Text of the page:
Monday, April 25, 2022
He is also a writer whose poetry collection Flesh Becomes Word (2013) was published by Dos Madras Press. Scott Cairns has said of this book, “These are poems of deep humility, of wide and deep learning, of abiding and strenuous faith—and pervasive joy.”
Volck’s passions for writing and healthcare come together in his published essays, in Reclaiming the Body: Christians and the Faithful Use of Medicine (2006, Brazos Press) which he co-wrote with Joel Shuman, and his memoir Attending Others: A Doctor’s Education in Bodies and Words (2016, Cascade Books).
He received his MFA from Seattle Pacific University, his MD from Washington University in St. Louis, and is currently completing a Master’s degree in theology from St. Mary’s Seminary in Baltimore. All of these connections now draw him to divide his time between Cincinnati, his home in Baltimore, and the landscape he loves in the American Southwest.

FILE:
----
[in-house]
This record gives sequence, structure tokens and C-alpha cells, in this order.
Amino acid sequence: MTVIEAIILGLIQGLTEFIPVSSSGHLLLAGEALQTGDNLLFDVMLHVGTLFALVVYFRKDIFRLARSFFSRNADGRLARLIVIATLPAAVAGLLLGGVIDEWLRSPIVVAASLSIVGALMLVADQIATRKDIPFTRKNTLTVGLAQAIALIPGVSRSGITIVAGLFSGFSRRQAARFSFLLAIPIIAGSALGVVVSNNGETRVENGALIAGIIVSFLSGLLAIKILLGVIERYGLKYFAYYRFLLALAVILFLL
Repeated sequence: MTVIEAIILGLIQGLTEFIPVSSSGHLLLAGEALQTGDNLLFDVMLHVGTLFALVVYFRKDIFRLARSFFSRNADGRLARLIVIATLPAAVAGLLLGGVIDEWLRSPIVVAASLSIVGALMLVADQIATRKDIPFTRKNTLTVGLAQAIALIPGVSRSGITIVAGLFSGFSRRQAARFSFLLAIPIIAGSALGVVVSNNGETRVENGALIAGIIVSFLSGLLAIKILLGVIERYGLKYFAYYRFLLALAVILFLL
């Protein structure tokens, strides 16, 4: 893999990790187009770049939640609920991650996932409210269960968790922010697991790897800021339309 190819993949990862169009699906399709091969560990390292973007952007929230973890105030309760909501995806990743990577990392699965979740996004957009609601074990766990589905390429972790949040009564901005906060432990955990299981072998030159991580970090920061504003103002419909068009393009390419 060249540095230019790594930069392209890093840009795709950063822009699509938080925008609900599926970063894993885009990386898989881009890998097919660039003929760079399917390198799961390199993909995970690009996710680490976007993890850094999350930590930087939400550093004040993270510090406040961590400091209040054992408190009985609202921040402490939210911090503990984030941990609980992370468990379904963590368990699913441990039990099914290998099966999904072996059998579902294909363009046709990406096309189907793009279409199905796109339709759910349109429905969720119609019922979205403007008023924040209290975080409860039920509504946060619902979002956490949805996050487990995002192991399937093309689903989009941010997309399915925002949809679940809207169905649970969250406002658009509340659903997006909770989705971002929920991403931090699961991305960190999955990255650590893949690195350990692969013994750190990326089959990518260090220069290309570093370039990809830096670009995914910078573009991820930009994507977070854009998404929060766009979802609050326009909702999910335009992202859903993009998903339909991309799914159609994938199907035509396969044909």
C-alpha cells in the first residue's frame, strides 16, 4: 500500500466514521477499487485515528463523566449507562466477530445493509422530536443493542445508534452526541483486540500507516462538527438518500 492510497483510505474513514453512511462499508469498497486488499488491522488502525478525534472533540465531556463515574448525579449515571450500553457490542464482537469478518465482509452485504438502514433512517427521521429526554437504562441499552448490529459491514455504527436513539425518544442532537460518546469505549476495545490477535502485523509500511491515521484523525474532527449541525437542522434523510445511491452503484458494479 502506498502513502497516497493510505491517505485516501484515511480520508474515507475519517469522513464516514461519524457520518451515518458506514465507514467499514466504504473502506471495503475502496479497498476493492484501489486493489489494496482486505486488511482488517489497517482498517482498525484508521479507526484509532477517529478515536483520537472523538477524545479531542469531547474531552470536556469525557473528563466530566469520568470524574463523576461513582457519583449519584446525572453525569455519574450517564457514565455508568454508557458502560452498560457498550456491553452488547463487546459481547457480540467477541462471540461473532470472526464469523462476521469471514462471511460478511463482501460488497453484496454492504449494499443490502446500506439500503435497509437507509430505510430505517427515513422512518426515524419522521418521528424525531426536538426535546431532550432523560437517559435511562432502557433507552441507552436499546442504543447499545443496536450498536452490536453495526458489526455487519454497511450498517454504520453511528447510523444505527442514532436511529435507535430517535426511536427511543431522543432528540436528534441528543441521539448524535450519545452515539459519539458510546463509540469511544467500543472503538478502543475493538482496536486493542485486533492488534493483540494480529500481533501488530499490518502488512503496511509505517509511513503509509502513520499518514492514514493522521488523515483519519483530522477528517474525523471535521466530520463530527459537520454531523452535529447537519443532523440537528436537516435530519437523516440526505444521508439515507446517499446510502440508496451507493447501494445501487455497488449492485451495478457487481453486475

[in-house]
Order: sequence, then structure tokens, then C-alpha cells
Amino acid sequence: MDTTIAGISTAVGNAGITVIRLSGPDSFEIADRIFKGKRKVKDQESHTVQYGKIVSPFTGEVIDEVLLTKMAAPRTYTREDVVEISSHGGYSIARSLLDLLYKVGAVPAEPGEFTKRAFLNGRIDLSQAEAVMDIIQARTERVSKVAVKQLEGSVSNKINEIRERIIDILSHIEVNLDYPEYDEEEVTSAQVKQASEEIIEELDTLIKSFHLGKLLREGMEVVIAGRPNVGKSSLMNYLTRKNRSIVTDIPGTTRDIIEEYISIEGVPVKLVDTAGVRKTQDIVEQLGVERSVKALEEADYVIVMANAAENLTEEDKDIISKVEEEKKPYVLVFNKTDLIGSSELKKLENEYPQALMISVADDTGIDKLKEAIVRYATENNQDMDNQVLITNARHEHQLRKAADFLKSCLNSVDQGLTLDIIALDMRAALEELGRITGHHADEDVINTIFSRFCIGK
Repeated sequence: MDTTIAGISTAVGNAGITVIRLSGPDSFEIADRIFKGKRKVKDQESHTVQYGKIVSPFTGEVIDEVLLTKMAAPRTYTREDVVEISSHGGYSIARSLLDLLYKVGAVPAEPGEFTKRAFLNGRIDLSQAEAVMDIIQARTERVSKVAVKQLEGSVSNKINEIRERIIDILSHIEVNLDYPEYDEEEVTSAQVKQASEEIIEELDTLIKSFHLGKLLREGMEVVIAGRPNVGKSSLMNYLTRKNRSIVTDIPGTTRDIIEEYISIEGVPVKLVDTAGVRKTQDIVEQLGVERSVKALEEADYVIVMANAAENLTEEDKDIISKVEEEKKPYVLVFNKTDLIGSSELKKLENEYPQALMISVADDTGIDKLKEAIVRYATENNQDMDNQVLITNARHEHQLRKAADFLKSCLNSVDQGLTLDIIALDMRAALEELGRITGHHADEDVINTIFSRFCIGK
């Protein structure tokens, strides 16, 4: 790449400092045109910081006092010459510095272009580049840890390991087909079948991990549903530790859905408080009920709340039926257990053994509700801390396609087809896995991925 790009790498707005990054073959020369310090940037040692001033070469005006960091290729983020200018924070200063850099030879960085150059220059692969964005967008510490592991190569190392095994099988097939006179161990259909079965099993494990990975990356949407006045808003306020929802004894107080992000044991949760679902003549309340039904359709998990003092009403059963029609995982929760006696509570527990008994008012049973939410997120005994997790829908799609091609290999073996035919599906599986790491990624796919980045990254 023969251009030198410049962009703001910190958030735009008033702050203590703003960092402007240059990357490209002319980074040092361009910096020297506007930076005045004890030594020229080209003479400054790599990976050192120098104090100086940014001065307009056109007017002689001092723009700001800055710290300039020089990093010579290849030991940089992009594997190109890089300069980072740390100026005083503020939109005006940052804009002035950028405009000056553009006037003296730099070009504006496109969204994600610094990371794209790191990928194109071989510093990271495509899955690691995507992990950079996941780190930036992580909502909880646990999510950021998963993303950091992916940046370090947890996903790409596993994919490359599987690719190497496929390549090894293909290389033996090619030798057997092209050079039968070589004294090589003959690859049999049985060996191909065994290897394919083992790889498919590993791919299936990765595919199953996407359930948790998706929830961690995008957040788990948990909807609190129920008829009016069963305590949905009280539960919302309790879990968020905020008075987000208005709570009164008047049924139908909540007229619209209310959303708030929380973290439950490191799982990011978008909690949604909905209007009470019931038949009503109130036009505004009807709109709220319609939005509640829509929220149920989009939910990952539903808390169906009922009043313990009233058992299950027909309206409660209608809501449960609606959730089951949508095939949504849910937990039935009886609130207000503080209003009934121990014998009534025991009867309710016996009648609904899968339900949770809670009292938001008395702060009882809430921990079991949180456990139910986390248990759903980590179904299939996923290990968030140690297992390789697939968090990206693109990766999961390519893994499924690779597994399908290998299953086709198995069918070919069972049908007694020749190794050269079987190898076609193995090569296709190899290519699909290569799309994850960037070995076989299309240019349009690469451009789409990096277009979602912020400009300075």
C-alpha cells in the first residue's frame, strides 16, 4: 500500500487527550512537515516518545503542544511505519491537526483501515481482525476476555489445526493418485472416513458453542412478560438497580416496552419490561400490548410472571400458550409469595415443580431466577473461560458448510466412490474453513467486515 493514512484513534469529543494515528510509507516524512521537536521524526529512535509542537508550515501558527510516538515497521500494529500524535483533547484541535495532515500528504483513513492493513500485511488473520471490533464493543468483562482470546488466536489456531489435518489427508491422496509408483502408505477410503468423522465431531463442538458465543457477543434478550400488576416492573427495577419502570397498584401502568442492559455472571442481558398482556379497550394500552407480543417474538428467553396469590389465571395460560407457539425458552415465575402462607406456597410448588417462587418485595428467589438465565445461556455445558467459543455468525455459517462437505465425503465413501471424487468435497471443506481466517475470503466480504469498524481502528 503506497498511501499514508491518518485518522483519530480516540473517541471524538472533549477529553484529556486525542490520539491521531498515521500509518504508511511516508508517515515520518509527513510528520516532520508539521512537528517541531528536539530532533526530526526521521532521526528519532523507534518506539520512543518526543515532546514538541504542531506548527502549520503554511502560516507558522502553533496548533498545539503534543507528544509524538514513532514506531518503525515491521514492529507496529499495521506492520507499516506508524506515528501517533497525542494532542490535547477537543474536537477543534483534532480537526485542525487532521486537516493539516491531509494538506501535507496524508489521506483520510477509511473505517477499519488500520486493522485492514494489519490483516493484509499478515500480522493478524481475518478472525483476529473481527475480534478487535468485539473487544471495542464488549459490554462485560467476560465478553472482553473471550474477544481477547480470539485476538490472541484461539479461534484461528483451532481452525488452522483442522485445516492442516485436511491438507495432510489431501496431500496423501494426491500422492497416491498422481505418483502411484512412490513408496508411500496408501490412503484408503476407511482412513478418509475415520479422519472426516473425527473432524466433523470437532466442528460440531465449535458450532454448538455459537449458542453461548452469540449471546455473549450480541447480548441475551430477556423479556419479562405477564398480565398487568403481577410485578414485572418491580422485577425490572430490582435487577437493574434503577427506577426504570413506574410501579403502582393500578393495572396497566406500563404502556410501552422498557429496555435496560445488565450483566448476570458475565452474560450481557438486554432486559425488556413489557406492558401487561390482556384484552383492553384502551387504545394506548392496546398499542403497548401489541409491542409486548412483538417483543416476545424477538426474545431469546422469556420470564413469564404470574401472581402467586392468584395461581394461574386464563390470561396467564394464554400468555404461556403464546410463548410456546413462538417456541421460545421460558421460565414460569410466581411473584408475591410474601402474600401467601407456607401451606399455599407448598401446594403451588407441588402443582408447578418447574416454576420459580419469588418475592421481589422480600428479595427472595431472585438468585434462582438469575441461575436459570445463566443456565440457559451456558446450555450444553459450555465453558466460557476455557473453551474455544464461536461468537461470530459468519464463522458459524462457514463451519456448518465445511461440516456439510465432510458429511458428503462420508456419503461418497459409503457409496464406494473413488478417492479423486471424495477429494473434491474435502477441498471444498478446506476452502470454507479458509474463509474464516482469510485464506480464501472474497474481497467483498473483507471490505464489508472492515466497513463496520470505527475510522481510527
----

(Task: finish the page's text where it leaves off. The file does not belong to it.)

The following poem is from Flesh Becomes Word.
Having Crossed the Sea
I have seen them, dead along the shore,
their bloated faces still ripe with hate.
And there was one I stopped at to kick—
kick him fiercely and hard in the face
the way they kicked my now dead husband
who wept at making bricks without straw—
but I found no joy in what I did.
Yesterday, we had cause to rejoice,
seeing Israel’s enemies crushed
between walls of leveling water
cast on them by our great God’s right hand.
But as we sang praises to heaven
in sight of their still floating corpses,
the cloud column swelled, grew darker, and
the rain fell: softly at first, and then
in great salt drops, so like tears, I wept
to learn one might mourn enemy dead
who were, after all, God’s children, too.
Posted with permission of the poet.
Entry written by D.S. Martin. He is the author of five poetry collections including Angelicus (2021, Cascade) ― a book of poems written from the point-of-view of angels. His books are available through Wipf & Stock.